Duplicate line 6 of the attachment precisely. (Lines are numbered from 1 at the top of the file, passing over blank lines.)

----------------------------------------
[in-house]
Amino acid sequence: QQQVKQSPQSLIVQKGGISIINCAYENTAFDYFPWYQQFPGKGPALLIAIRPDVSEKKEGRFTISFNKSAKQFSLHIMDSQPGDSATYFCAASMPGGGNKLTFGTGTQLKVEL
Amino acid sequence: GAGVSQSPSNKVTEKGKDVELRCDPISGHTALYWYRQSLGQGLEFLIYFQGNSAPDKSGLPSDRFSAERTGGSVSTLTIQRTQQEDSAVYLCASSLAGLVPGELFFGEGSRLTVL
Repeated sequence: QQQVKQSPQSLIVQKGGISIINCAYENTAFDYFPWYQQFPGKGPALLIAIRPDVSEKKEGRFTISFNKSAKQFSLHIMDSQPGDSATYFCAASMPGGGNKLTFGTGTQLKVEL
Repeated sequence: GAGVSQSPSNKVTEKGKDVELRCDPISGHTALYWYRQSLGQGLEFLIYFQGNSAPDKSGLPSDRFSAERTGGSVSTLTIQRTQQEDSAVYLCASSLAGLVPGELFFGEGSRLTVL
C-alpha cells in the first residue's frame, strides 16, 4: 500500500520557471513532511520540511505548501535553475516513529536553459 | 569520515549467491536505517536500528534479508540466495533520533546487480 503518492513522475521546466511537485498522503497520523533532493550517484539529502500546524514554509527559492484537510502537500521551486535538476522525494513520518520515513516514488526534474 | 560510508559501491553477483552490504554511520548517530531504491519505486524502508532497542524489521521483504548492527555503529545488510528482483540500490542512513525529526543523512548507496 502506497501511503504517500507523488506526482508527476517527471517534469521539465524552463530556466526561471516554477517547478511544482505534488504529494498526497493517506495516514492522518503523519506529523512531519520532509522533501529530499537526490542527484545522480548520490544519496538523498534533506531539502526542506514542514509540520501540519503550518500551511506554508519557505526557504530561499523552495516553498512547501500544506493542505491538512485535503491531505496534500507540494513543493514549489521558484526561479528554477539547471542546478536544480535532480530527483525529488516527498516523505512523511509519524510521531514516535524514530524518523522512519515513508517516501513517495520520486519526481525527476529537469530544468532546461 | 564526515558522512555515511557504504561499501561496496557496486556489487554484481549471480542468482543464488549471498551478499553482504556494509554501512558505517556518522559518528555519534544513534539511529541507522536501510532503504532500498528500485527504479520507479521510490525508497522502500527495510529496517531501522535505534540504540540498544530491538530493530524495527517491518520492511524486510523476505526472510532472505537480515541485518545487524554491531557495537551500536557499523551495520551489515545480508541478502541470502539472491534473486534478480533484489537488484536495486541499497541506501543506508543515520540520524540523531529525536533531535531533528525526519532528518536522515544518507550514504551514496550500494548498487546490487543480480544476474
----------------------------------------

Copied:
C-alpha cells in the first residue's frame, strides 16, 4: 500500500520557471513532511520540511505548501535553475516513529536553459 | 569520515549467491536505517536500528534479508540466495533520533546487480 503518492513522475521546466511537485498522503497520523533532493550517484539529502500546524514554509527559492484537510502537500521551486535538476522525494513520518520515513516514488526534474 | 560510508559501491553477483552490504554511520548517530531504491519505486524502508532497542524489521521483504548492527555503529545488510528482483540500490542512513525529526543523512548507496 502506497501511503504517500507523488506526482508527476517527471517534469521539465524552463530556466526561471516554477517547478511544482505534488504529494498526497493517506495516514492522518503523519506529523512531519520532509522533501529530499537526490542527484545522480548520490544519496538523498534533506531539502526542506514542514509540520501540519503550518500551511506554508519557505526557504530561499523552495516553498512547501500544506493542505491538512485535503491531505496534500507540494513543493514549489521558484526561479528554477539547471542546478536544480535532480530527483525529488516527498516523505512523511509519524510521531514516535524514530524518523522512519515513508517516501513517495520520486519526481525527476529537469530544468532546461 | 564526515558522512555515511557504504561499501561496496557496486556489487554484481549471480542468482543464488549471498551478499553482504556494509554501512558505517556518522559518528555519534544513534539511529541507522536501510532503504532500498528500485527504479520507479521510490525508497522502500527495510529496517531501522535505534540504540540498544530491538530493530524495527517491518520492511524486510523476505526472510532472505537480515541485518545487524554491531557495537551500536557499523551495520551489515545480508541478502541470502539472491534473486534478480533484489537488484536495486541499497541506501543506508543515520540520524540523531529525536533531535531533528525526519532528518536522515544518507550514504551514496550500494548498487546490487543480480544476474